BRECKENRIDGE, Minn. — Stevin Lipp thinks it’s only natural that he became the Breckenridge boys basketball coach. It’s in his blood.

The 21-year-old coach’s grandfather, Steve Lipp, was a longtime head coach at Breckenridge, his father, Rollie Lipp, and his uncles played for the Cowboys, and Rollie called their games on the radio for years.

Stevin himself is just four years removed from his own decorated high school basketball career. He helped Breckenridge to two state tournament appearances, scored more than 1,000 career points and holds the school’s single-game scoring record at 41.

On Friday, the Cowboys earned his first career coaching victory, an 87-45 home win over Upsala.

“I don’t think too much about the history,” Lipp said. “It’s just something that’s in our blood. It’s just natural that I ended up in this role. It had nothing to do with wanting to chase a legacy or follow in anybody’s footsteps. This is just what the Lipps love to do. We love to play basketball.”

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After a couple of years away from Breckenridge, Lipp says the most exciting thing about his new job is being a part of the community again. He attended and played basketball at North Dakota State College of Science in Wahpeton and then moved to Fargo, where he worked as an insurance salesman and coached AAU basketball. He was able to keep his job selling insurance and is working remotely.

Now that he’s back, he feels the support from around town. A quick trip to the grocery store can turn into an hour-long affair as people come up to him wanting to talk hoops.

“That passion everyone shares is contagious,” Lipp said. “When the community sees how these kids play and how passionate they are about wanting to compete, I think that will resonate around the community as well.

“But sometimes if I know I don’t have a lot of time, it’s mask on, hood up, so I can kind of get in and out (at the grocery store).”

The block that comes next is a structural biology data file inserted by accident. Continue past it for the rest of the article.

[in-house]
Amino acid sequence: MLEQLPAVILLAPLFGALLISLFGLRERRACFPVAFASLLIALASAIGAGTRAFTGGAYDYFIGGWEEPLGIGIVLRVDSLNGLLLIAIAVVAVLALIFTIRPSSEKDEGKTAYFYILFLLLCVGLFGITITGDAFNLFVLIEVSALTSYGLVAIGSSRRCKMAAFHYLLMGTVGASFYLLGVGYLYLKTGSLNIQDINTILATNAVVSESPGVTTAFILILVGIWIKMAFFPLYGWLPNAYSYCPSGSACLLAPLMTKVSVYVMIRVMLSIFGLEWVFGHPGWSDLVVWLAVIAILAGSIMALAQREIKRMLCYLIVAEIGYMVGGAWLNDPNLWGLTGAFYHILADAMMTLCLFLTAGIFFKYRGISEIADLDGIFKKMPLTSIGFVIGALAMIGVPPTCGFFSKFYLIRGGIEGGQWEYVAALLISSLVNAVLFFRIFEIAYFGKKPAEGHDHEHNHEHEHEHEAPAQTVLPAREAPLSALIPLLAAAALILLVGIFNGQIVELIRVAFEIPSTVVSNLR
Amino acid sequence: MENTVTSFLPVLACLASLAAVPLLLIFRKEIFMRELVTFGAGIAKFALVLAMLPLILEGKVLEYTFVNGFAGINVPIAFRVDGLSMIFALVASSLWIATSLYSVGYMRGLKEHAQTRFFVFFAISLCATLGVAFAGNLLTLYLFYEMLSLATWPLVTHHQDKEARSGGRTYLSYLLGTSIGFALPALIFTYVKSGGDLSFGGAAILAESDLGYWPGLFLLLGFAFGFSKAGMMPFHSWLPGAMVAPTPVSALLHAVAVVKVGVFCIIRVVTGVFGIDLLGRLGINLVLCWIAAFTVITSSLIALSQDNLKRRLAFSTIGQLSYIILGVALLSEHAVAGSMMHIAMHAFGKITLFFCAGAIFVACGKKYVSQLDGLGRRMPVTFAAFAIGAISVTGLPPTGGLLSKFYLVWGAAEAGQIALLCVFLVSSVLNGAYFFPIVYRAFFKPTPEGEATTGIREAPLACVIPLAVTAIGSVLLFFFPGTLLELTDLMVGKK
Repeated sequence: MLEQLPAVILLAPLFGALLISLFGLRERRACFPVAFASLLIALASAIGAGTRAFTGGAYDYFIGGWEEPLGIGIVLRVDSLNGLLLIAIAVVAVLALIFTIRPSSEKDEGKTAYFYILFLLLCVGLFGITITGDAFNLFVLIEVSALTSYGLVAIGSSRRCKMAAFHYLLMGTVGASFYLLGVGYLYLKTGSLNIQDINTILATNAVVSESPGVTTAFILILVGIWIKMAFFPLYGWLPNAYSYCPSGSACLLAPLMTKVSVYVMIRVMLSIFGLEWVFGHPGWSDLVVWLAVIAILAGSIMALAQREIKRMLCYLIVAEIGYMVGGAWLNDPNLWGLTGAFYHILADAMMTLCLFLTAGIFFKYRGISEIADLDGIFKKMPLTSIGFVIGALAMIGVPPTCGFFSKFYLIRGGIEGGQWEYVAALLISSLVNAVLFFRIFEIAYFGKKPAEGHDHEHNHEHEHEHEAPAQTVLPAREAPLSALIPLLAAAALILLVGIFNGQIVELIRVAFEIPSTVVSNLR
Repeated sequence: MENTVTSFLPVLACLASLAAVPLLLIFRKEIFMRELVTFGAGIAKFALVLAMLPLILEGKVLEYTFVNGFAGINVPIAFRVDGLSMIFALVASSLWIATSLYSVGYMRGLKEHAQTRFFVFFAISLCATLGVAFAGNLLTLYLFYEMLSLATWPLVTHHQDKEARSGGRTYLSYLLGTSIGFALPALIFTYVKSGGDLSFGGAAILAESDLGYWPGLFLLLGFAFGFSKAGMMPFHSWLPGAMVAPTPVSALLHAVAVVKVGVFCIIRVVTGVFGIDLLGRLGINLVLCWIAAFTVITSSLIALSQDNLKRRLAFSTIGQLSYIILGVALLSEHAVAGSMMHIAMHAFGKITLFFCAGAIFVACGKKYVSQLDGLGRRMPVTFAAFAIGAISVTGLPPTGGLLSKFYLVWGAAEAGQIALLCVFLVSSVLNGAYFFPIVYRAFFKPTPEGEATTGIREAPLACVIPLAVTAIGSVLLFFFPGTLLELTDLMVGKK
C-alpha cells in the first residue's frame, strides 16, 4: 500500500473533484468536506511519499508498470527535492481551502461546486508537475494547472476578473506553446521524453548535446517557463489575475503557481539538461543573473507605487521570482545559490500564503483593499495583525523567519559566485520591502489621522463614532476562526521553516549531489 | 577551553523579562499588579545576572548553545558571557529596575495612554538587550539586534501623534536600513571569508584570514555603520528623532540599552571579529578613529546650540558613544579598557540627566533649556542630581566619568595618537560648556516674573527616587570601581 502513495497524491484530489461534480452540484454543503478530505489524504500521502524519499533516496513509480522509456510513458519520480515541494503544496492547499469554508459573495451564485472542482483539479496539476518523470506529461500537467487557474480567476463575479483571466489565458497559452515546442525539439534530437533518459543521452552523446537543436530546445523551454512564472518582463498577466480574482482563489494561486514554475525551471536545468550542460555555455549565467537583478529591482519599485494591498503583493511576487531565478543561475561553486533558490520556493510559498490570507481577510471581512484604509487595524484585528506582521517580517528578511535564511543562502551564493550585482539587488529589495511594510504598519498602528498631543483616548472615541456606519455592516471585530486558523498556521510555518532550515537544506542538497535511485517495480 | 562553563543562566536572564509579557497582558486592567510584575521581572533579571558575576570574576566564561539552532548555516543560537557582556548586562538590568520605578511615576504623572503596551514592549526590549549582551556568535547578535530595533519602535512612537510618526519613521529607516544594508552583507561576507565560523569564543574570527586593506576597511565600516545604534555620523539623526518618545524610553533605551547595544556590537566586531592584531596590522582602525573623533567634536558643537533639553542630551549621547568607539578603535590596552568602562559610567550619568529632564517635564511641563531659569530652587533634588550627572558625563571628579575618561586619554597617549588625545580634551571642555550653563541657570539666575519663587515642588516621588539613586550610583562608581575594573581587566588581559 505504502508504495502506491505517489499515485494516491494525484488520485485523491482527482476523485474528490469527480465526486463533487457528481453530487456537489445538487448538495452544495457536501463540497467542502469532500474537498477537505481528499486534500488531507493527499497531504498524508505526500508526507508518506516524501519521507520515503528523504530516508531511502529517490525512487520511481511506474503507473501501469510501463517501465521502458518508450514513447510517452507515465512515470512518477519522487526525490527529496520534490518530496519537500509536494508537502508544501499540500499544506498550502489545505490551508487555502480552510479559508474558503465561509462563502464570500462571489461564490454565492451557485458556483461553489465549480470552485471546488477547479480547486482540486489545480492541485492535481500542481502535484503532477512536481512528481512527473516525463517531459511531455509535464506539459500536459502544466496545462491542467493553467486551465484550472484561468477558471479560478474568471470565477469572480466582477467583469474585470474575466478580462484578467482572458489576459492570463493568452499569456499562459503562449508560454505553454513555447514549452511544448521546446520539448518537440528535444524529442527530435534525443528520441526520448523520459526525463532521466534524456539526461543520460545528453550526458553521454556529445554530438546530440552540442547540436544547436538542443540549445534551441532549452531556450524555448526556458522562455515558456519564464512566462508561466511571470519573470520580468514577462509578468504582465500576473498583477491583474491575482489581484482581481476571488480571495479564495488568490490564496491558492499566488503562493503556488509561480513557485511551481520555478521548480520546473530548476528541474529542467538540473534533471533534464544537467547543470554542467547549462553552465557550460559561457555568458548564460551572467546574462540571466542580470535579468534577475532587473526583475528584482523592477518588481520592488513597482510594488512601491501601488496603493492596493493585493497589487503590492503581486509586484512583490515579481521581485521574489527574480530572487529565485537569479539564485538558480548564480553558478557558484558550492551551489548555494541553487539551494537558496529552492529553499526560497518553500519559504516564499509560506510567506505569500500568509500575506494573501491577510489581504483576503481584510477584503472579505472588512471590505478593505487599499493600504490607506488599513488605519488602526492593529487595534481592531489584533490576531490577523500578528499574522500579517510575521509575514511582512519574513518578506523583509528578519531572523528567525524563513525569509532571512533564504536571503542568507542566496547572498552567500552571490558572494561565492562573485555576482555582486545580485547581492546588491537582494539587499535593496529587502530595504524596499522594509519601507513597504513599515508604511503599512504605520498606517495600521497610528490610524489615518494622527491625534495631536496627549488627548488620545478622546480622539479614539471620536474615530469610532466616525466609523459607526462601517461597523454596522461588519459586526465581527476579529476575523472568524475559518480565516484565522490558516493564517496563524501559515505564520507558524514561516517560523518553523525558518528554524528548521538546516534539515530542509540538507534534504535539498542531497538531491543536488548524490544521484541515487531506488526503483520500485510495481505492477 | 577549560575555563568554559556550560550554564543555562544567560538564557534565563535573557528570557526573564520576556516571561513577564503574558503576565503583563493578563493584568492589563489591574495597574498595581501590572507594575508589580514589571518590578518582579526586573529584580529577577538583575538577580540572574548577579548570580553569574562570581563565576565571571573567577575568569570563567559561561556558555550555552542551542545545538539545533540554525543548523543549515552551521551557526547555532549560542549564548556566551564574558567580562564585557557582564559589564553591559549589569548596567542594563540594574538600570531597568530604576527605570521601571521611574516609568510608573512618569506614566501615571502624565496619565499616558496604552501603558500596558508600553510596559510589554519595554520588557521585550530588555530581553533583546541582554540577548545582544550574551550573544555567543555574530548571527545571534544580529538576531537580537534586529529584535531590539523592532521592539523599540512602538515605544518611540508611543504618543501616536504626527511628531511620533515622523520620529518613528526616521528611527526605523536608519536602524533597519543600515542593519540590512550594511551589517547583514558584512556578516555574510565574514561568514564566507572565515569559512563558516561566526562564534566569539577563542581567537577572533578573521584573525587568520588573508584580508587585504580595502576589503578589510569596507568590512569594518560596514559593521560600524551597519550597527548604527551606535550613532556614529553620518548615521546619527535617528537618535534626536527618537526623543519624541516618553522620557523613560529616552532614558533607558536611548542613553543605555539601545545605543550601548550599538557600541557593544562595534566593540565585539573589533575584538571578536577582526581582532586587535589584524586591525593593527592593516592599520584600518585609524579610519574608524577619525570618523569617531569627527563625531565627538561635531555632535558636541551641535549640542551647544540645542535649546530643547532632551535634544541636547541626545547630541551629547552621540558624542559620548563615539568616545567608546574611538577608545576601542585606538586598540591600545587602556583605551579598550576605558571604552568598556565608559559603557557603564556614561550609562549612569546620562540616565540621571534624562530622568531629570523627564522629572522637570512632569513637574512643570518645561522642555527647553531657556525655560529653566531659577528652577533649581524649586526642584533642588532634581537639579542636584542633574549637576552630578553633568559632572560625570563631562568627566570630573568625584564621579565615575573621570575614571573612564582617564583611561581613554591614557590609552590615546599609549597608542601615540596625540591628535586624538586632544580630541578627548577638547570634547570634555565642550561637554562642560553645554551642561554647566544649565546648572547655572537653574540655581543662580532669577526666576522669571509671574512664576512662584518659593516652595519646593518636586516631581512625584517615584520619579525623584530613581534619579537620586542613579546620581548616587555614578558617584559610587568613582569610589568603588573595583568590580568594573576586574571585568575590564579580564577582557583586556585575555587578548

Despite the only 3- or 4-year age gap between himself and his oldest players, Lipps says he wasn’t concerned at all about earning their respect. He came in confident they would buy in and follow his leadership. Many of his players were his biggest fans when he was playing. And between then and now he’s been an active presence in the program.

Anytime he and his old teammates found themselves back in Breckenridge, they liked to stop by and work with the current players.

“I think it’s really big that I’ve had previous relationships with all of these guys,” Lipp said. “They’ve seen some of the work the teams I was a part of put in — playing with Carson Yaggie, Nate Lorenz, Noah Christensen. Even after we graduated, we were all in the gym with these guys making sure they can become the best basketball players they can be. No matter what city we’re in, any time we’re back for holidays we’d go back and make sure the program knows we support them.”

Despite the previous relationships he has with some of the Cowboys players, Lipp said he made it clear he was starting with a clean slate. He didn’t want any previous experiences to impact what the team can do going forward.

“Everybody had to prove everything,” Lipp said. “There are no handouts. I don’t care if you were on varsity the last two years, you’ve got to come out and compete. The older guys understand that and the underclassmen are understanding that they may not get that varsity jersey early on. But as the season goes along, each and every one of those underclassmen will get an opportunity to prove themselves.”

His time coaching AAU — first at West Central United in Alexandria and then at Inspired Athletics in Fargo — prepared him for the job but he knows that coaching at the varsity level is a different animal. At the AAU level, he said, he took everything on a game-to-game basis. He wasn’t scouting and watching film of the opponents his teams would face. He was just concerned with coaching his team and developing their skills. But being at the varsity level and knowing who will be on the schedule will require a new level of preparation.

“We expect these kids to be prepared and for us coaches to be prepared and making sure that we’re doing our due diligence for whatever opponent we may play,” Lipp said.

As he learns how to prepare for games at the varsity level, the young head coach has a network of mentors to help him learn and grow in his role. He says his former coaches at Breckenridge, Arly Ohm, whom he is replacing, and Tyler Bormann, who went on to coach at Moorhead High School before moving on to Concordia College, have been great resources as well as Stu Engen, his college coach at NDSCS.

“The things Arly Ohm has done for this community have been unreal,” Lipp said. “He has left his mark on this community, for sure. He is a pleasure to work with. Stu Engen right across the river has been a great coach for a long time and he’s been great. And I like to keep up with Tyler Bormann at Concordia. He did a great job here at Breck and at Moorhead. And he’s going to do great things for the Cobbers. Having a great network of high-class, highly respected coaches like that has been great.”